- They avoid short-term cause-and-effect relationships by establishing long-term communication with both the team and the customers.
- They get involved in the deployment process of the product. They are directly involved with the client.
- They coordinate all the operations that need to be done before releasing the new version.
- They know and follow every customer complaint. They keep track of each complaint, how many customers have made the same complaint, and other related information. They develop the product according to these complaints.
- They market the product. They train the company, demonstrating the best use cases. They listen to feedback from marketing teams.
- They’re focused. Instead of trying to solve all the problems of the customers immediately, they prioritize issues and schedule them as part of the overall development plan.
- They know every aspect of the product well. They master their subject like college instructors and thought leaders.
- They can see the big picture of the product. They design what every attribute will add to the product and provide it to their customers. They progress strategically.
- They regularly train the revenue team. They regulate and organize the product in accordance with the sales team. They play an active role in sales strategies.
- They find customers who are actively using a new feature of the product, listen to them, get feedback, and share it with the team.
- They share positive feedback from satisfied customers with the entire team, provide confidence, and create happiness :)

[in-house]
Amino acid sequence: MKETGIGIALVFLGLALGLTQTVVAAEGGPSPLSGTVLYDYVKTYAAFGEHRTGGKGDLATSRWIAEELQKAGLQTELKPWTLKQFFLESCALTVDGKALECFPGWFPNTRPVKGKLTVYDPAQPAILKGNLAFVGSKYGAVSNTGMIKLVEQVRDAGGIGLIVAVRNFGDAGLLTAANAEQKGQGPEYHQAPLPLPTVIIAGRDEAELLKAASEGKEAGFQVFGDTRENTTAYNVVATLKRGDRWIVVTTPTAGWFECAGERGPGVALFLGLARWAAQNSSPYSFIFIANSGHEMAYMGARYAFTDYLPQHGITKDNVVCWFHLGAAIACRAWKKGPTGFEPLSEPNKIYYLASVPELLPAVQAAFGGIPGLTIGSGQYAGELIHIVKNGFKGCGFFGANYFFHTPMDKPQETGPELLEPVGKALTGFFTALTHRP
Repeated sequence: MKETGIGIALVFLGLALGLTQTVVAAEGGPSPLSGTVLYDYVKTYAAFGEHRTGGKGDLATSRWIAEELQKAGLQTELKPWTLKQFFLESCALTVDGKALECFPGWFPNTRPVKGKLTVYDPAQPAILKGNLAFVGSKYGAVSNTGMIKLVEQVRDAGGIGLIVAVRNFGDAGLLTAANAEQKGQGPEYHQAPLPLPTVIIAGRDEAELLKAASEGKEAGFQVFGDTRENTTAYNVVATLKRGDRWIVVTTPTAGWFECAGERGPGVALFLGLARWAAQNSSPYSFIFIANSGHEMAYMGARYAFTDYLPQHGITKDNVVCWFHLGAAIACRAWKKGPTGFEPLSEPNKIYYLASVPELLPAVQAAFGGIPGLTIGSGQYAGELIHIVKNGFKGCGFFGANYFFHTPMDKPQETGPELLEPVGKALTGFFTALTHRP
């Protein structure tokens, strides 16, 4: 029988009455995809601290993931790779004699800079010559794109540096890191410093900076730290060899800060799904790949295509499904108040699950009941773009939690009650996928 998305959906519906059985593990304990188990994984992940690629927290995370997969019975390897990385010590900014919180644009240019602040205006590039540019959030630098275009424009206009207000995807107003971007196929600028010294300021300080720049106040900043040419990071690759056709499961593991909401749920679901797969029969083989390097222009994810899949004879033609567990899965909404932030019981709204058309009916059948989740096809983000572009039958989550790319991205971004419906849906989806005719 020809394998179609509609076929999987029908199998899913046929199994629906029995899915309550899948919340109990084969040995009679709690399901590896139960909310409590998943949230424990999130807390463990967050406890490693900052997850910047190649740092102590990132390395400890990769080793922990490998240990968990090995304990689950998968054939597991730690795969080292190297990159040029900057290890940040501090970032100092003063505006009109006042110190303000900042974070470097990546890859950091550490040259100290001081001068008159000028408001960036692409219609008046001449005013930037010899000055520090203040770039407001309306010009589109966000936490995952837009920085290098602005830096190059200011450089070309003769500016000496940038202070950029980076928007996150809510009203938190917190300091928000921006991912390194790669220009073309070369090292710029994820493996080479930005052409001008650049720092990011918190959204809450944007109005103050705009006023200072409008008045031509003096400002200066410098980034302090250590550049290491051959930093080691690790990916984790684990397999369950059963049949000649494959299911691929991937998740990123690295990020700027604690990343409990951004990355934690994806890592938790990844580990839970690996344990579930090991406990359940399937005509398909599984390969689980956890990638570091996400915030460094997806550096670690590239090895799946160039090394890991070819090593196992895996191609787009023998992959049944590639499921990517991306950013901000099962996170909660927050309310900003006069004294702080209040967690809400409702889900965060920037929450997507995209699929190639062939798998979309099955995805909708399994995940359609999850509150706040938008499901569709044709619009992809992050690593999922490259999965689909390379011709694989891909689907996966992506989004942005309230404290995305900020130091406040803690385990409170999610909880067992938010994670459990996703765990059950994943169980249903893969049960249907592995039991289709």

- They explore potential partnerships. They figure out with whom they can collaborate to increase product awareness in the target industries or geographic areas, and they accomplish it.
- They prepare product training documents and videos. If they are working with a third-party company for this process, they will be involved in the process with them.
- They are aware of technological developments and work with the development team to reflect them in the product at certain points.
- They have courage. To try new things, to push beyond conflict, to empower people with the tools they need, and to step outside their comfort zones.
After reviewing all these items, we can easily make the following conclusion:
The product manager is never the person who gathers ideas from inside and outside the company, selecting the best among them before handing the job to the development team and ensuring it gets done.
On the contrary, a product manager is someone who has countless abilities, like rapid development, team-play, customer recognition, increasing sales, and user experience enhancement.
In order to accomplish this, a product manager must be a person who can listen, decide, communicate clearly, and overcome their ego.
In short, a good product manager is multi-faceted.